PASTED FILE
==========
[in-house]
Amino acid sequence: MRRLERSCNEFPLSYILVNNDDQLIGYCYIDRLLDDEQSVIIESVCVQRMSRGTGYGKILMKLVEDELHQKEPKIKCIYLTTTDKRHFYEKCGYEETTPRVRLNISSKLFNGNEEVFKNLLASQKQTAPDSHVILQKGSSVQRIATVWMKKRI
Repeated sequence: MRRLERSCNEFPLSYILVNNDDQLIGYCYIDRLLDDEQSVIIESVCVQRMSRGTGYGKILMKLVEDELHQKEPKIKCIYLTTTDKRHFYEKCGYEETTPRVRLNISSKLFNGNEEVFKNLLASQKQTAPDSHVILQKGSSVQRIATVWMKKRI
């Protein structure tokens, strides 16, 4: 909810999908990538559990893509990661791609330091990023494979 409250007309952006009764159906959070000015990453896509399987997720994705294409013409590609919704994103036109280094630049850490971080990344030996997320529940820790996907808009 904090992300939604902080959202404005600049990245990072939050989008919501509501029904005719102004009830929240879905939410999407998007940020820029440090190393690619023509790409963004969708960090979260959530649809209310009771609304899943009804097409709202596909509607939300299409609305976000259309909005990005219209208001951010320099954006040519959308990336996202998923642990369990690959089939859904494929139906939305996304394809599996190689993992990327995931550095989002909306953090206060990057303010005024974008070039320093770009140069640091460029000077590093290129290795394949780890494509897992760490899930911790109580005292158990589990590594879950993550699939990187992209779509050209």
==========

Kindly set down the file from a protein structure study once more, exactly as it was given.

[in-house]
Amino acid sequence: MRRLERSCNEFPLSYILVNNDDQLIGYCYIDRLLDDEQSVIIESVCVQRMSRGTGYGKILMKLVEDELHQKEPKIKCIYLTTTDKRHFYEKCGYEETTPRVRLNISSKLFNGNEEVFKNLLASQKQTAPDSHVILQKGSSVQRIATVWMKKRI
Repeated sequence: MRRLERSCNEFPLSYILVNNDDQLIGYCYIDRLLDDEQSVIIESVCVQRMSRGTGYGKILMKLVEDELHQKEPKIKCIYLTTTDKRHFYEKCGYEETTPRVRLNISSKLFNGNEEVFKNLLASQKQTAPDSHVILQKGSSVQRIATVWMKKRI
């Protein structure tokens, strides 16, 4: 909810999908990538559990893509990661791609330091990023494979 409250007309952006009764159906959070000015990453896509399987997720994705294409013409590609919704994103036109280094630049850490971080990344030996997320529940820790996907808009 904090992300939604902080959202404005600049990245990072939050989008919501509501029904005719102004009830929240879905939410999407998007940020820029440090190393690619023509790409963004969708960090979260959530649809209310009771609304899943009804097409709202596909509607939300299409609305976000259309909005990005219209208001951010320099954006040519959308990336996202998923642990369990690959089939859904494929139906939305996304394809599996190689993992990327995931550095989002909306953090206060990057303010005024974008070039320093770009140069640091460029000077590093290129290795394949780890494509897992760490899930911790109580005292158990589990590594879950993550699939990187992209779509050209």